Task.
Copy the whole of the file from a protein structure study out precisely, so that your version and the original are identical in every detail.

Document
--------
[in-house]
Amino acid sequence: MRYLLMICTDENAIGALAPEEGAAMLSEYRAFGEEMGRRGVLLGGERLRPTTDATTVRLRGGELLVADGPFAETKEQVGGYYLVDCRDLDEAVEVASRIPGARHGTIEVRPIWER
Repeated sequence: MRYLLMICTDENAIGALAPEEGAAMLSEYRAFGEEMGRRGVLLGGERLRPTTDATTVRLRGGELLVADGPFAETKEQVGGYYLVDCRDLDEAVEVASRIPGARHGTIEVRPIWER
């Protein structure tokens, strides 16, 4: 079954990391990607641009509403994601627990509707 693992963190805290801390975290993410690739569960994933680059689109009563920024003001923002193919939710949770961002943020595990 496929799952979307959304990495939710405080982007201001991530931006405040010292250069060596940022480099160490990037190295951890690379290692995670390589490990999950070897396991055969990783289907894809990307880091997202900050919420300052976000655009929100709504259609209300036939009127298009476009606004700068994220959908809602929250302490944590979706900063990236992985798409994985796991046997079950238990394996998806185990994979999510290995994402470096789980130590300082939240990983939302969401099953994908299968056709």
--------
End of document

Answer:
[in-house]
Amino acid sequence: MRYLLMICTDENAIGALAPEEGAAMLSEYRAFGEEMGRRGVLLGGERLRPTTDATTVRLRGGELLVADGPFAETKEQVGGYYLVDCRDLDEAVEVASRIPGARHGTIEVRPIWER
Repeated sequence: MRYLLMICTDENAIGALAPEEGAAMLSEYRAFGEEMGRRGVLLGGERLRPTTDATTVRLRGGELLVADGPFAETKEQVGGYYLVDCRDLDEAVEVASRIPGARHGTIEVRPIWER
């Protein structure tokens, strides 16, 4: 079954990391990607641009509403994601627990509707 693992963190805290801390975290993410690739569960994933680059689109009563920024003001923002193919939710949770961002943020595990 496929799952979307959304990495939710405080982007201001991530931006405040010292250069060596940022480099160490990037190295951890690379290692995670390589490990999950070897396991055969990783289907894809990307880091997202900050919420300052976000655009929100709504259609209300036939009127298009476009606004700068994220959908809602929250302490944590979706900063990236992985798409994985796991046997079950238990394996998806185990994979999510290995994402470096789980130590300082939240990983939302969401099953994908299968056709």